Samsidar

Ashoka Fellow
Indonesia
Fellow Since 2006

Citation

This profile was prepared when Samsidar was elected to the Ashoka Fellowship in 2006.
The New Idea
Samsidar believes that Acehenese women victims of conflict and disaster have the capacity not just to survive, but to rebuild their lives and thrive. To do that, they must begin to heal, both individually and collectively, to recover trust, and to regenerate their community’s infrastructure. Samsidar helps women design solutions to problems resulting from years of displacement and erosion of social trust. She begins by bringing together the most vulnerable women—those who live in displacement camps and have experienced a high rate of domestic violence and sexual assault, often at the hands of police and military authorities. Women recount their experiences to their peers, prioritize their values and needs in terms of recovery, and receive help to reach those goals. Samsidar fosters peer-to-peer support groups that help women build temporary houses, secure an education for their children—many of whom have dropped out of school—and begin to recover economically. Samsidar supplements local resources with highly targeted assistance from her colleagues in the citizen sector.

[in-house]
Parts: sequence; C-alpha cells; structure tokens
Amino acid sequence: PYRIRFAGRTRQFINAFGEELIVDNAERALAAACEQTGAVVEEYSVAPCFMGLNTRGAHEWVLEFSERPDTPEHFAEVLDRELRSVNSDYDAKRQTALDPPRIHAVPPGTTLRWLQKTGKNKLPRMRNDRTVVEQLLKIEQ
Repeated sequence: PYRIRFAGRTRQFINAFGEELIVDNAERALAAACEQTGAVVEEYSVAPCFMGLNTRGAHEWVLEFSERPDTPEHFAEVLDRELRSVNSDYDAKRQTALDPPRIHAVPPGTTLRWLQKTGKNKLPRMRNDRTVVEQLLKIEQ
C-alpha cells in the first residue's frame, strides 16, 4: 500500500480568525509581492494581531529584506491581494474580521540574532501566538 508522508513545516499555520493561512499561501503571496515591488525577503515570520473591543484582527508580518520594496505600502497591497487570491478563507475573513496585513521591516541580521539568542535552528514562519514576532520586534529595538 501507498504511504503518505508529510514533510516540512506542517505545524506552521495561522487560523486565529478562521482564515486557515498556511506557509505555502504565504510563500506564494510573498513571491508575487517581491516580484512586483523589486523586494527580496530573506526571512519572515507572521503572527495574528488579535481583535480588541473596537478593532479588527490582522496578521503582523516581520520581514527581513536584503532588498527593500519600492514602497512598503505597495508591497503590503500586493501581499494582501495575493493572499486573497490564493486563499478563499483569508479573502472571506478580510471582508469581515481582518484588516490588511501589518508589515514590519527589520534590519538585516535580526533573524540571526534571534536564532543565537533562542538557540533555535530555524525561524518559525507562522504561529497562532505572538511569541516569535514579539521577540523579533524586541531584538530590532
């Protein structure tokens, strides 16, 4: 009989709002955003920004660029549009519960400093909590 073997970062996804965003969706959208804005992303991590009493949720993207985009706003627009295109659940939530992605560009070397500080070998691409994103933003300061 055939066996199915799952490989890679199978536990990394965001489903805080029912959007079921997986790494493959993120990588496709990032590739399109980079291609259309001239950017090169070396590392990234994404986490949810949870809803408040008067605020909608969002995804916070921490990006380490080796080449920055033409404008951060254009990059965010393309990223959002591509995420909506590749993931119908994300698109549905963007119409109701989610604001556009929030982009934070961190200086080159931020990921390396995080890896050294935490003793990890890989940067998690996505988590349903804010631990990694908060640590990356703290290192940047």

Samsidar knows that it is particularly powerful for women in the camps to receive support from those who have not lost their homes or experienced the same level of devastation. As former neighbors reunite and rediscover what they share in common, the more fortunate neighbors often begin working to document the police and military brutality their sisters have experienced. Samsidar is cultivating ordinary people’s ability to become paralegals as a way to lobby for the rights of women victims in the legal sphere. Together, they are rebuilding bonds of trust, solidarity, and interdependence.

Samsidar supplements local efforts to rebuild community ties with efforts to develop lasting institutions and influence national policies. She has restored the local institution of Balai Syura Ureng Inong Aceh, a traditional public space for women. The National Commission on Violence Against Women has adopted her victim-based mechanisms for reporting and documenting civil rights abuses and is beginning to spread her methods to other parts of Indonesia. Samsidar is also developing a referral system so that police, citizen organizations (COs), and health providers can coordinate with one another to serve the needs of women victims.
The Problem
The Strategy
The Person

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